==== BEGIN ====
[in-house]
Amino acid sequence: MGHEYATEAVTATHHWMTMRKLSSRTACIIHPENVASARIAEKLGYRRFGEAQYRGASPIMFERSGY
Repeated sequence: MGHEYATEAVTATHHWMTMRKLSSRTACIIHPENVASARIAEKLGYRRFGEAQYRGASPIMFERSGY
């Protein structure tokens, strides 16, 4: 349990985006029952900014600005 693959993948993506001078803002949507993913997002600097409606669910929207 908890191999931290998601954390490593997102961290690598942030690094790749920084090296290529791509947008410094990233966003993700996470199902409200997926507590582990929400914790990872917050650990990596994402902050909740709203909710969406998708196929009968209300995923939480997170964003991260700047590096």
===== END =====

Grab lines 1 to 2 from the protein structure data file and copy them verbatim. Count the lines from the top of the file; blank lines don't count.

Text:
[in-house]
Amino acid sequence: MGHEYATEAVTATHHWMTMRKLSSRTACIIHPENVASARIAEKLGYRRFGEAQYRGASPIMFERSGY